If you appreciate Bargains ask to sevc
them.
Many 'ines of
1)1
CUT TO, AND 3ELOW CO8T.
Instruction to Salesmen are
sell them---They must make
way for our New Stock.
Also, Stock of TOVEILS, DOY
LIES and NAPKINS;, now on 11uind;
They alike share the cut.
J. D. S-rnAm.:Y n11d my1)self lea1ve
for the NorLh first of the week to
mako Spring purchases, w:.ich will
comprise everything kept in a first.
-,ass Dry Goods I louse. la ny ai>
sence J. T. Anxom will be in charge,
ind be glad to welcoie all.
Very 'I ruly,
A. K. PA RK.
Dry Hoorts aw Sh/o.e,,
No.15, Pe sI., |1" .,1 En*id
Greenville, S. C., March l., 1894.
Smith &S
CREAF I u~ i11ITllA*
Split ottom (hairs,
Cribs, (radlies,
T 'ables. Washstands
Wadi - ( robes,
8edstemb1'g 2u.trasses,
Carpets,
Coflins andil Caskets,
D ay and Night.
Telephone Nos. ;t :uni 38.
Night calls w ill be auswered by Tele
s31 iTII & SMITII,
63 and 65 Main Mr ee, GJreonville, S. C.
Drugs! Drugs!
I HAVE oni hand atL all times( a Iiun line
lof pure DRUGS, CiI.ll Lou. TI
LET ARTICL1ES, F ANCYV (1 ( (tI S,
A. large stock of C(1.:0II SYltUP'S that,
will cure your Coutghs aind ( olds.
A full lIne of Djim ata EYlE GLASSES
and BPECTACLEs for your~t eys I will
at you up so that it will bc a pleamre for
you to read.
As it is now tirnecr to go to (Gardening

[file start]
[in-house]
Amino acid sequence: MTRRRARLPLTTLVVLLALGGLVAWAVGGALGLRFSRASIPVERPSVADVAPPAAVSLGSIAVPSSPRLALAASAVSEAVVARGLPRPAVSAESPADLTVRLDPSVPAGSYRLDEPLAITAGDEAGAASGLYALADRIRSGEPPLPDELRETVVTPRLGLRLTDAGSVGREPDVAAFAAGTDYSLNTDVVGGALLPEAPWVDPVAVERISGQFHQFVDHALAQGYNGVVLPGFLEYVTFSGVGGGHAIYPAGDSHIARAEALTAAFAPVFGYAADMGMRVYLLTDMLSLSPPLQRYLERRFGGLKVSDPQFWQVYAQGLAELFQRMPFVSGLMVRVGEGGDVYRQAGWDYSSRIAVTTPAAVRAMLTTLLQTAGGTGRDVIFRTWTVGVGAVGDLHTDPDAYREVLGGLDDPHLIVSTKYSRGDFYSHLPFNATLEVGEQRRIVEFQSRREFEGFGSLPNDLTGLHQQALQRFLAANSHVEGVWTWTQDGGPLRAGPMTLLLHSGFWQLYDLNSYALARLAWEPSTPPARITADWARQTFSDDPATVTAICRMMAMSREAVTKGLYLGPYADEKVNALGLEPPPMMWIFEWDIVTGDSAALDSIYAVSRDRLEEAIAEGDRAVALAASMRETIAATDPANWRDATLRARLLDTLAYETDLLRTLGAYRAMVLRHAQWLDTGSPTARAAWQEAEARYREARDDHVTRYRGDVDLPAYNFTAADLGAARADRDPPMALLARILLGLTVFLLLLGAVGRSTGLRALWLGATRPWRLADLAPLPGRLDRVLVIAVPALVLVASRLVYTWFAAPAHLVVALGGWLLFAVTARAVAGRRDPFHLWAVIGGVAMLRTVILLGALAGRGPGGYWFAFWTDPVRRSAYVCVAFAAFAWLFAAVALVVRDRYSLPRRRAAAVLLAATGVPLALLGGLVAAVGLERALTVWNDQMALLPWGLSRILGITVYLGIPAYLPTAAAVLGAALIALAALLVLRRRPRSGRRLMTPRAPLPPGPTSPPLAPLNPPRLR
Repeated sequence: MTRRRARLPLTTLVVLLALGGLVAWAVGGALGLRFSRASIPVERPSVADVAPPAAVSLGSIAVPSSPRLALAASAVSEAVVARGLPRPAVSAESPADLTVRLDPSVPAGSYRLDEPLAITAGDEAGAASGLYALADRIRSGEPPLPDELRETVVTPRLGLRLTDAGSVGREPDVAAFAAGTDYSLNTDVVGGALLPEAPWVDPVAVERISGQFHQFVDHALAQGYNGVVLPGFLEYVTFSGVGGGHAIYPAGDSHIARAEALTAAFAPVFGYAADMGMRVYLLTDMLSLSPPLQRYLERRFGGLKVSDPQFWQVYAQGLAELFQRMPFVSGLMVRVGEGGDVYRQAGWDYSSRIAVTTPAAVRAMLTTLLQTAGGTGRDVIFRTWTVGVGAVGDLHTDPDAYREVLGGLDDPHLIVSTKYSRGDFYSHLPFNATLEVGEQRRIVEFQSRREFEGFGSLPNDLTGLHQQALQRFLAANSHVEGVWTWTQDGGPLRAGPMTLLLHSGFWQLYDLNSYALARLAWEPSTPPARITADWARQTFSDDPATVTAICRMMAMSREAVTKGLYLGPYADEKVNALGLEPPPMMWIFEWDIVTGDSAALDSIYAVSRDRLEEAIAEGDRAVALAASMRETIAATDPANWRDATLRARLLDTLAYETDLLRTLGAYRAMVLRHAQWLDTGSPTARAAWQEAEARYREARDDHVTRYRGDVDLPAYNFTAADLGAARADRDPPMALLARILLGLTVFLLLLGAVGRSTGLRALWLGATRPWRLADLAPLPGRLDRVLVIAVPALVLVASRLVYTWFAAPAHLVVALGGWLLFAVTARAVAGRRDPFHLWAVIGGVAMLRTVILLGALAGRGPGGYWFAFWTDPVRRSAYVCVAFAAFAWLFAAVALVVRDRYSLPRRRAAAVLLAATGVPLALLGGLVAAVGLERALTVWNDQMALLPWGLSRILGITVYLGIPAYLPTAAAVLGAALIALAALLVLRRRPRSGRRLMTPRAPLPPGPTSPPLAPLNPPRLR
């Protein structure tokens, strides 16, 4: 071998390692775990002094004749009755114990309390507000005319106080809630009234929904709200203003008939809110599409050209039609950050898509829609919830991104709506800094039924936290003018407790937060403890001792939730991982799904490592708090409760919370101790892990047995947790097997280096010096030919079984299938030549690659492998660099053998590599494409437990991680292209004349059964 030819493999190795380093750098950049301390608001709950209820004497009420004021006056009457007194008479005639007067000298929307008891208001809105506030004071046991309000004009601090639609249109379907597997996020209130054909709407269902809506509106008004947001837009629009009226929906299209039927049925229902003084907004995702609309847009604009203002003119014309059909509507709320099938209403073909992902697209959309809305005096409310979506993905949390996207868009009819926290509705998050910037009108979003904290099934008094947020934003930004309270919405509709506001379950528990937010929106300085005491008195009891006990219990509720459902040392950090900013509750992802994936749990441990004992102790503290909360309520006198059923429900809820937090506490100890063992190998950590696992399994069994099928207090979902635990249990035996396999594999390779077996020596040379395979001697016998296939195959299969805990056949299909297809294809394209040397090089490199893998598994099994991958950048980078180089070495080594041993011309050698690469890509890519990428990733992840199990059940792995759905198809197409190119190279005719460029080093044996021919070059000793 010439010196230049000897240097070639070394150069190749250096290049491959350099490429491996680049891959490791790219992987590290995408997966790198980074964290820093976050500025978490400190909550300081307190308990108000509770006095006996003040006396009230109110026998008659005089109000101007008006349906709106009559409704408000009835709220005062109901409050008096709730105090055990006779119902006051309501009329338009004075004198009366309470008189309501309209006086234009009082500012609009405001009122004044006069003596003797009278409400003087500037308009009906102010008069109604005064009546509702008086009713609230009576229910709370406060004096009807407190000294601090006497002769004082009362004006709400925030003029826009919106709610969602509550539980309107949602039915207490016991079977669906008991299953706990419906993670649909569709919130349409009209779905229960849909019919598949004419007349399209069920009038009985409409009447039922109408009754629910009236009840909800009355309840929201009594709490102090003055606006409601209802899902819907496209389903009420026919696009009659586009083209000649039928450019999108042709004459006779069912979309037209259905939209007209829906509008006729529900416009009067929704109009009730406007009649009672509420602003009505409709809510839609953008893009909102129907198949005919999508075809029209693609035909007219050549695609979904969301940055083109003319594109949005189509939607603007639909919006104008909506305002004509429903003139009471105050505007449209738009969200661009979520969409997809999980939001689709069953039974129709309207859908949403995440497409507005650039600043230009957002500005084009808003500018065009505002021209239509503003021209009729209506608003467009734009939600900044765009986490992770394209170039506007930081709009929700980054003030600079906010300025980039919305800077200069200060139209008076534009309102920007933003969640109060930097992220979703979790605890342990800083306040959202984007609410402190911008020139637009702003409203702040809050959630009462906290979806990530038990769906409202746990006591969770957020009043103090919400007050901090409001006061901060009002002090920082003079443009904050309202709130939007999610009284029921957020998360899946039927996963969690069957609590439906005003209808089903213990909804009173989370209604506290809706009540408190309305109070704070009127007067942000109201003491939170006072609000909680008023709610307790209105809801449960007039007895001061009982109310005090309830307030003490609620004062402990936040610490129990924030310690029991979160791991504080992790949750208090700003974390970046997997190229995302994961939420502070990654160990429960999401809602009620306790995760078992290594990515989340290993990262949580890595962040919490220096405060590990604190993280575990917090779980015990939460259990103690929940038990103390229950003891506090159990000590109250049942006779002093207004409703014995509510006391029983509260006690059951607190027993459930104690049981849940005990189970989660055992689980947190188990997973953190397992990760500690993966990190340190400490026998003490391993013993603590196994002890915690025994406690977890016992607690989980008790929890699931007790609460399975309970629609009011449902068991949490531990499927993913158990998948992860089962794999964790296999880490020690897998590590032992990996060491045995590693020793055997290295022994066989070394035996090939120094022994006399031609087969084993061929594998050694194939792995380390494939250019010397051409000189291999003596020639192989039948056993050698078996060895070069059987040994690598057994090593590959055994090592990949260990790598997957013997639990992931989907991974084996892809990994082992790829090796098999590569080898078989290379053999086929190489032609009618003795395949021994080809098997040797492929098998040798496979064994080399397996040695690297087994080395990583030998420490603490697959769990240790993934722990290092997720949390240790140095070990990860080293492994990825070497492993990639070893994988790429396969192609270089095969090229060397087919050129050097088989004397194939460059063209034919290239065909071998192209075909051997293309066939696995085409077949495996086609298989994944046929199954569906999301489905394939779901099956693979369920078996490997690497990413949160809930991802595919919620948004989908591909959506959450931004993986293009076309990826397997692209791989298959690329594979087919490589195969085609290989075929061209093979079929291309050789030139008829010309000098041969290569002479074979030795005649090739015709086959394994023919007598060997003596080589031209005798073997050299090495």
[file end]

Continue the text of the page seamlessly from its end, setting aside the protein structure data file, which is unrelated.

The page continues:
anme andl( see about,
W~ill keep a futL line ont hand.
Thoen there are PA INTSl tad OILS ;inl
full line---and every ti ng usually found a
a first-clasts Drug Store.
wg'- Phaysicianis' Pries"ri p1 ionts care fll 1y
coopounode:, dlay or. niiht.
\\'heni~ i yo ,un - to Ir h- lv : aiei call.
,,AmI~ Old Statal
Easley, 8. C., FCb. i y
CAVEATS
TRADS MAnk
DESrn% PATENT.
COPYVRITS
Vrnt <cu a reim~i~~
the puoyn(lotico, g vo res oon
TI 'ici: A LLIANCE4MEN.--B...Iy
request of Alliance inombers I will
bel at tho following places;
C ross Rloads Baptist Church,
Ma ieh the 17th, at 8 o'clock, p. m.,
0:ulN caidlo light.
A Iso, at, Crosswoll school house
nrich tho 24th, at 8 o'colck, p. M.,
In ly candlo light. Hoping to meet
ai Ia I h( alliancomen of those Alli
:iiice. and as many others as are
lriendIly to good government, the
(iseusioll will be confined tosome
of t ho alliancos demands and the
(ep1ressions of agriculture and la
JoRL H. MILLER.
County Lecture.
O I C [. COUNTY COMMIsSIONERS,
PICKENS COUNTY.
Ov sEIsiEIRus oF ROADS
A ie hereby notified to put
fuur day's work on the public
roads, betwon now and the
17lath of May-they will careful
1:> observo the law in regard to
I efa ii ters and return the names
o)f all defaulters as required by
l v.-.
By order of the Board,
J. J. LEwIS,
Clerk of Board.
Pickeis, March 15, 1894-2t.
FOR THE PHOLKS.
M1u, EDro :'')1
YIu iight now throw out
a : hont :110111 fixing for agar
(di Tlie 1, ose bol1 ds should
be - In and attentioln
['' h t Iiat Wehave
jved a finie chance of
II, P4 AI-sr I::s and1( ONIONS,
as .11 as a n.w supply ol
S'D EN and FLOWER
S:-'I)S. Also, Garden HoEs
and Tron1 RAKES. When we
"throw in"' the tools we have
to charge a fraction more for
the Seeds, but they all come
cheap) enough.i
W\Ver have. just Opened a new
lot of Villow Baskets-Lunch